“Wow! That is so cool!” We were all chattering and fist-bumping each other, and asking each other what we would do…be in charge of the flight or the room tours. It was as if our 5th to 8th grades suddenly felt we had a mission to teach the younger grades about the State of Israel. We could not wait to get involved. It was a mission of pride, and joy to do so.
Weeks of planning ensued. My sister was a Co-Captain of the plane. My father gave her an old sports jacket, and I remember decorating it with epaulets to mimic the look of a real Captain’s jacket. We found a hat to match the look, too. She was so excited to take her role. And she practiced her “lines” for the takeoff, the turbulence, and the landing.
When the kids arrived at school that day, they received pretend Passports. The different classes were given a time for their flight, were shuttled through customs, and then entered our Zimmer Hall, a small social hall that was usually used as a lunch room during the week, and for shul kiddushes on Shabbat afternoons.
The hall was set as if kids were boarding a plane. Seats were assigned. Kids were told to “buckle their seatbelts” by their stewards and stewardesses. And, we were off…yes, the flight was an easy ride. There were a few mentions of turbulence by the staff. Some of the crew complained that the kids did not enjoy their peanuts and were throwing them on the floor. But, overall it was a success.
When the plane landed, we all clapped and “Hallelujah” played on the loudspeaker. Just like on an ELAL plane at the time. I am amazed how even in today’s day and age, Israelis are quick to clap when they land in the State of Israel on a flight. It is an affirmation that “Yes, we have made it safely to our HOME.”
The rest of the day continued with tours of Jerusalem in one room, followed by Tel Aviv, the Dead Sea and Masada, and the Israeli Shuk. There was falafel and pitot for lunch that day, as well as hummus and tahini. At the time, none of those items were easy purchases to find at Trader Joe’s. I honestly have no idea how the school procured them. I imagine that they sent some parents to Brooklyn or Queens to beg for some small falafel stands for their recipes and ingredients for the Israeli delights.
Of course, there were flags…lots and lots of Israeli flags. We were so excited to take them home. I remember keeping mine on the shelf in my room for many years afterward. And, I still have a HUGE affinity for seeing Israeli flags hanging all over this beautiful country that I call home. As we say in Israel לא מובן מאליו this beautiful flag can hang proudly and with honor in this beautiful country.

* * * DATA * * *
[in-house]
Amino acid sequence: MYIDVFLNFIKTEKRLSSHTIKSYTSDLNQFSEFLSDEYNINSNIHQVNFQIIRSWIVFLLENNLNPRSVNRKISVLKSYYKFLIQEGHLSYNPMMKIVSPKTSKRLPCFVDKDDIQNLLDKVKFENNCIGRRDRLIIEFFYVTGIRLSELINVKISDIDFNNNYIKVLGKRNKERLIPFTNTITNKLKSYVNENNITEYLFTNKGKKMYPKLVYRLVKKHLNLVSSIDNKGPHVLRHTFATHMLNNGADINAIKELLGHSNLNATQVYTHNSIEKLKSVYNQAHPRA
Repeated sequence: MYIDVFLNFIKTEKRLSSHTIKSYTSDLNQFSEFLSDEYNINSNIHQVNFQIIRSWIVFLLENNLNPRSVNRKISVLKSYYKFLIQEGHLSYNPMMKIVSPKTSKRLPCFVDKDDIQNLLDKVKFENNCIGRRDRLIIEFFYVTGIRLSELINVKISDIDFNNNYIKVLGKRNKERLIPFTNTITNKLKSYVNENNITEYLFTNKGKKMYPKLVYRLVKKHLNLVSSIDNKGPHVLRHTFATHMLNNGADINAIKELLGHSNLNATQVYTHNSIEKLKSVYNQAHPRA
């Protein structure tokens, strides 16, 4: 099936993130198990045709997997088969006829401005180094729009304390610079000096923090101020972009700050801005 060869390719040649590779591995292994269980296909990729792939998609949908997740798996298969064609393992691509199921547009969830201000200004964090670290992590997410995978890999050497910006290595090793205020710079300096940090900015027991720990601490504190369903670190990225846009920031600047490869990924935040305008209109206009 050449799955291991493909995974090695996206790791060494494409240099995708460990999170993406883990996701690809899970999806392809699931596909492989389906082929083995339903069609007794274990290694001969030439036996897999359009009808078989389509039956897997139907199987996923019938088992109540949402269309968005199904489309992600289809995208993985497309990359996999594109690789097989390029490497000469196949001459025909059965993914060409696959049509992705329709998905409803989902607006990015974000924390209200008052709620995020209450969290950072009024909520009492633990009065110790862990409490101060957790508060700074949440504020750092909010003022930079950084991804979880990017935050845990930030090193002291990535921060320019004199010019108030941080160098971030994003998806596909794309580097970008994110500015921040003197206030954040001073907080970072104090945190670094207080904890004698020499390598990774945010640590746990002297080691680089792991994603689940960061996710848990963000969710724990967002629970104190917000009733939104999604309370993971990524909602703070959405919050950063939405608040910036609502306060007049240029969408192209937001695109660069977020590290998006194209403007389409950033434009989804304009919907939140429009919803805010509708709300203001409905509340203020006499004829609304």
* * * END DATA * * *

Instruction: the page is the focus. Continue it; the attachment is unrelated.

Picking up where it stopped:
I think that this Educational moment, lead by Rabbi Nachum Amsel, and our other teachers and staff members was a terrific teaching moment. It was a way in which we could all live and breathe the moment of being in Israel for a day. Even if we did not really travel there, we as the students tried our hardest to make the trip as real, and true as we possibly could. None of my friends from that time have forgotten that incredible moment. We ALL continue to have a huge love of the land of Israel, its people, and its purpose.
I wondered what song could conjure up the feelings of home, and there it was…My friend Phyllis uploaded a Koolulum video and shared it on a community women’s group in my neighborhood. For those who do not know Kululum is a group that creates massive choirs in a matter of hours. They teach a song, have three to four-part harmonies, and record it for all to enjoy. Often the songs are Israeli pop hits. The participants pay a small fee to participate. The results of the musical experience are incredible. And, the diversity of the audience is always astounding.
This time, the Koolulum project decided to create a worldwide song to protest the Kidnapping of over 239 people on the dreaded October 7th day that will be forever known as the Black Sabbath to many Israelis. The group decided to make the recording not only in Israel but throughout the world. Watching that video brought tears to my eyes, as I realized how powerful a song can be in a time of need, in a time that we really just need a prayer for our Kidnapped victims to just come HOME.
May our God in Heaven help our Kidnapped victims come home. Perhaps they will not need a flight. For, they were already blessed to be living in this incredible land. But, it is time for God to hear our prayers. Bring them home.